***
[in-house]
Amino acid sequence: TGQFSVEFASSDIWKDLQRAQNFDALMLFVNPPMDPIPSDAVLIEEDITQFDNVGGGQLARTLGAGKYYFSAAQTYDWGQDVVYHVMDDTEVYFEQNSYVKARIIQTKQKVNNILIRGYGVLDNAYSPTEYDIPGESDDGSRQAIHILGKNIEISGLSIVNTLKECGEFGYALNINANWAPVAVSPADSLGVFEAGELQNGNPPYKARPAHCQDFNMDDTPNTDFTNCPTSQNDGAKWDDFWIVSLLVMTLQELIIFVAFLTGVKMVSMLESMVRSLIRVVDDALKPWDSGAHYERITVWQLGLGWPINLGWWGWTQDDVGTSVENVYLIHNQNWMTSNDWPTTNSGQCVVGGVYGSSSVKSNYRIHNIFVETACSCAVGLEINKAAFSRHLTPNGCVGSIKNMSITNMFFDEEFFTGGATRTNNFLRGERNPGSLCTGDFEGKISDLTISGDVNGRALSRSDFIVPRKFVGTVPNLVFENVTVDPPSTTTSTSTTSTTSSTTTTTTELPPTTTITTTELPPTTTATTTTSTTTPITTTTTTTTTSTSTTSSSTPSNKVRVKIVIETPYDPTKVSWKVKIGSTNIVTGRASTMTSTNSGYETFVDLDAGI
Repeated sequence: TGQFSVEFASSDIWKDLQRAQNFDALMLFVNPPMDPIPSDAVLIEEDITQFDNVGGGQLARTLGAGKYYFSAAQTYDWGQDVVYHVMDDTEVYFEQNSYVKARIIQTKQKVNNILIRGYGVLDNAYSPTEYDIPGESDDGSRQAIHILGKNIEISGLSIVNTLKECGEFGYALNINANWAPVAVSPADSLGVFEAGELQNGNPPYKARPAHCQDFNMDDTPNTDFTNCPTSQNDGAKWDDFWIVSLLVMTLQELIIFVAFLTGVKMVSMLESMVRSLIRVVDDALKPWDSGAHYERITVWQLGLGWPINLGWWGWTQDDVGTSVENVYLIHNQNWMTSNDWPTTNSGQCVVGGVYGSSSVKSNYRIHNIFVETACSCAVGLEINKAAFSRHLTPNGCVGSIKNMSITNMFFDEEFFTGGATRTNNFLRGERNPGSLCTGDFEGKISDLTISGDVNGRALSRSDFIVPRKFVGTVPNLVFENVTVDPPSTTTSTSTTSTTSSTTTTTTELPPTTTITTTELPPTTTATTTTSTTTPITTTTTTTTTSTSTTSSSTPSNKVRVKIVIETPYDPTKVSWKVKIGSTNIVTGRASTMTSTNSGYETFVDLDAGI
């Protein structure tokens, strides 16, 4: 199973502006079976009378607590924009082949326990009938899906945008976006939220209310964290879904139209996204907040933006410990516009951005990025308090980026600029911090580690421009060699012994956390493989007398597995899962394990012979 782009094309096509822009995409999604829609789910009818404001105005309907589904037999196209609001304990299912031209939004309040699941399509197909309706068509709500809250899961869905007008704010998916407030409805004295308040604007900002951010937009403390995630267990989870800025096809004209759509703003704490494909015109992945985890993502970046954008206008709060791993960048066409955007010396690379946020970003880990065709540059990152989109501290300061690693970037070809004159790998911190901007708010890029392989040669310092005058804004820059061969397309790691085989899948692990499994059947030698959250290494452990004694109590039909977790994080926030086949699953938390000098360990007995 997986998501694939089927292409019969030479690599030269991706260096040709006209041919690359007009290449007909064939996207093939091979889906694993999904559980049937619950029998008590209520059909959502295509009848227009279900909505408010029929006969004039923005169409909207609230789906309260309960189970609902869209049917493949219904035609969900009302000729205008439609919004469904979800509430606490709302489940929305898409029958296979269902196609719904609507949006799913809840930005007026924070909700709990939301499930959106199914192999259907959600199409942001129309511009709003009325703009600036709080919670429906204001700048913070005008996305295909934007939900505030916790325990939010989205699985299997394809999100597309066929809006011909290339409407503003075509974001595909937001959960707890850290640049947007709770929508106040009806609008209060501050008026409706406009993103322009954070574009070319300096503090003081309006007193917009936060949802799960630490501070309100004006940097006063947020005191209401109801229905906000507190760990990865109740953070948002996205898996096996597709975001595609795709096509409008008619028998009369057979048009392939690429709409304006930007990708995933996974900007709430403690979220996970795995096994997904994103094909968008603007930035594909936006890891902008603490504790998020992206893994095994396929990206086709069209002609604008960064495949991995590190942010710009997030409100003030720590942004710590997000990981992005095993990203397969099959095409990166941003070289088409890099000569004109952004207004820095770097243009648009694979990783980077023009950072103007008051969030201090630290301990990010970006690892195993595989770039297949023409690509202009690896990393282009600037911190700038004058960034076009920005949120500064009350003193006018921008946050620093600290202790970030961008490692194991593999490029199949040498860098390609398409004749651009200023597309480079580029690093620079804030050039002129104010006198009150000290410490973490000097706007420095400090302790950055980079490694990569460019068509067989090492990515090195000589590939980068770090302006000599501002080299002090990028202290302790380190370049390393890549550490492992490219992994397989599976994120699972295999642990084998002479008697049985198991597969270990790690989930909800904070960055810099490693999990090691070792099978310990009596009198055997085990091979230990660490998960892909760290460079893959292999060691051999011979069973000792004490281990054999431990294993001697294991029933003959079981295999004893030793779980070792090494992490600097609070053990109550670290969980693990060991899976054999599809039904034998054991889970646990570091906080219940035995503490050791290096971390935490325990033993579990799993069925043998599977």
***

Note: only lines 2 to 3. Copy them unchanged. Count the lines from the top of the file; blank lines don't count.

Amino acid sequence: TGQFSVEFASSDIWKDLQRAQNFDALMLFVNPPMDPIPSDAVLIEEDITQFDNVGGGQLARTLGAGKYYFSAAQTYDWGQDVVYHVMDDTEVYFEQNSYVKARIIQTKQKVNNILIRGYGVLDNAYSPTEYDIPGESDDGSRQAIHILGKNIEISGLSIVNTLKECGEFGYALNINANWAPVAVSPADSLGVFEAGELQNGNPPYKARPAHCQDFNMDDTPNTDFTNCPTSQNDGAKWDDFWIVSLLVMTLQELIIFVAFLTGVKMVSMLESMVRSLIRVVDDALKPWDSGAHYERITVWQLGLGWPINLGWWGWTQDDVGTSVENVYLIHNQNWMTSNDWPTTNSGQCVVGGVYGSSSVKSNYRIHNIFVETACSCAVGLEINKAAFSRHLTPNGCVGSIKNMSITNMFFDEEFFTGGATRTNNFLRGERNPGSLCTGDFEGKISDLTISGDVNGRALSRSDFIVPRKFVGTVPNLVFENVTVDPPSTTTSTSTTSTTSSTTTTTTELPPTTTITTTELPPTTTATTTTSTTTPITTTTTTTTTSTSTTSSSTPSNKVRVKIVIETPYDPTKVSWKVKIGSTNIVTGRASTMTSTNSGYETFVDLDAGI
Repeated sequence: TGQFSVEFASSDIWKDLQRAQNFDALMLFVNPPMDPIPSDAVLIEEDITQFDNVGGGQLARTLGAGKYYFSAAQTYDWGQDVVYHVMDDTEVYFEQNSYVKARIIQTKQKVNNILIRGYGVLDNAYSPTEYDIPGESDDGSRQAIHILGKNIEISGLSIVNTLKECGEFGYALNINANWAPVAVSPADSLGVFEAGELQNGNPPYKARPAHCQDFNMDDTPNTDFTNCPTSQNDGAKWDDFWIVSLLVMTLQELIIFVAFLTGVKMVSMLESMVRSLIRVVDDALKPWDSGAHYERITVWQLGLGWPINLGWWGWTQDDVGTSVENVYLIHNQNWMTSNDWPTTNSGQCVVGGVYGSSSVKSNYRIHNIFVETACSCAVGLEINKAAFSRHLTPNGCVGSIKNMSITNMFFDEEFFTGGATRTNNFLRGERNPGSLCTGDFEGKISDLTISGDVNGRALSRSDFIVPRKFVGTVPNLVFENVTVDPPSTTTSTSTTSTTSSTTTTTTELPPTTTITTTELPPTTTATTTTSTTTPITTTTTTTTTSTSTTSSSTPSNKVRVKIVIETPYDPTKVSWKVKIGSTNIVTGRASTMTSTNSGYETFVDLDAGI